Ruby inclusion and impurity

Ruby inclusions and impurities

Ruby Stone inclusion and impurities including cracks and heat fixes plus resin and surface treatment in Myanmar Thailand. The value of a ruby stone is categories by some parameter. To put it together this are how clear the gem is plus naturally the size plus color and are there cracks?. Next are impurities which came up during the creation of the gemstone this are

Pre-Existing (Protogenetic) - Inclusions that have formed before the host. These are strict of a solid nature. I. Solid Inclusions - Crystals and/or glasses formed before the gem and trapped by the growing gemstone.
rose quartz pendants

The crystals may appear either as heavily etched or corroded individuals which formed long before the host or as well-formed crystals which developed just prior to the host.

Impurity Examples: Various such as quartz and spinel in ruby.

Contemporary (Syngenetic) - Inclusions that have formed at the same time as the host. 

I. Solid Inclusions - Crystals and/or glasses formed at the same time as the gem and trapped by the growing gemstone. It is usually impossible to tell just from a microscopic examination whether or not a solid inclusion formed before the host. Examples: various, including calcite and dolomite in ruby from metamorphic environments 1 such as Mogok, Burma).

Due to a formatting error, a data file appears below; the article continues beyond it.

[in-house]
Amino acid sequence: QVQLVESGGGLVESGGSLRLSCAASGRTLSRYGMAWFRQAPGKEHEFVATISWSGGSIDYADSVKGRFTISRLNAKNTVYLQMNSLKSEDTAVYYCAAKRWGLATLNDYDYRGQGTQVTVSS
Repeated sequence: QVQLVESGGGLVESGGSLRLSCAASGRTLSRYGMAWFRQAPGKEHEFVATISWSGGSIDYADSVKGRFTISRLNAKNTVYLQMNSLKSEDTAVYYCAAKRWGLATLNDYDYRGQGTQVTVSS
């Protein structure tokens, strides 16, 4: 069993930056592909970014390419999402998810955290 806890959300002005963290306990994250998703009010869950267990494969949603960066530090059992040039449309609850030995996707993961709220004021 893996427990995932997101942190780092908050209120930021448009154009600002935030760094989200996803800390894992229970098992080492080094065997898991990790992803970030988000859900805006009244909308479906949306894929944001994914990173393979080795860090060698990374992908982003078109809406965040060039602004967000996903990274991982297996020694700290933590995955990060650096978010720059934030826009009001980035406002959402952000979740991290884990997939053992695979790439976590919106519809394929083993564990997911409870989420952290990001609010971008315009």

II. Primary Cavities - Negative crystals. cavities which may or may not look like solid crystals and which were formed while the gem itself was growing. They may be trapped for a variety of reasons, most commonly due to rapid growth. When a crystal grows very rapidly, it no longer grows with smooth, flat faces, but instead grows with faces that have channels. Such channels provide perfect pockets for trapping of the growth solution. Primary cavities may be filled with liquid alone (single phase), liquid + gas or liquid + solid (2-phase), or liquid + gas + solid (3-phase). Examples: negative crystals are commonly seen in all minerals, especially in gems which grow from solutions, such as quartz, fluorite, beryl, corundum, topaz, etc.
III. Growth Phenomena A. Primary Twinning - Twins that formed at the same time as the host (growth twins). These typically occur as single planes only, rather than repeatedly.

Examples: Spinel and diamond macles growth twinning in Sri Lankan and Kashmir Sapphire just keep in mind that ruby and sapphire stones are from the same source which are corundum gems. 

B. Colour Zoning - During a crystal's growth, the coloring agents may not be available in completely consistent amounts. The result is a layered appearance of lighter and darker lines (or bands) which follow the external surfaces of the crystal. This is similar to the growth rings of trees, except that with single crystals, the external surfaces are flat and meet at specific angles. Thus the growth lines of single crystals will always be straight lines (never curved, unless one looks in directions other than parallel to the face of which they formed).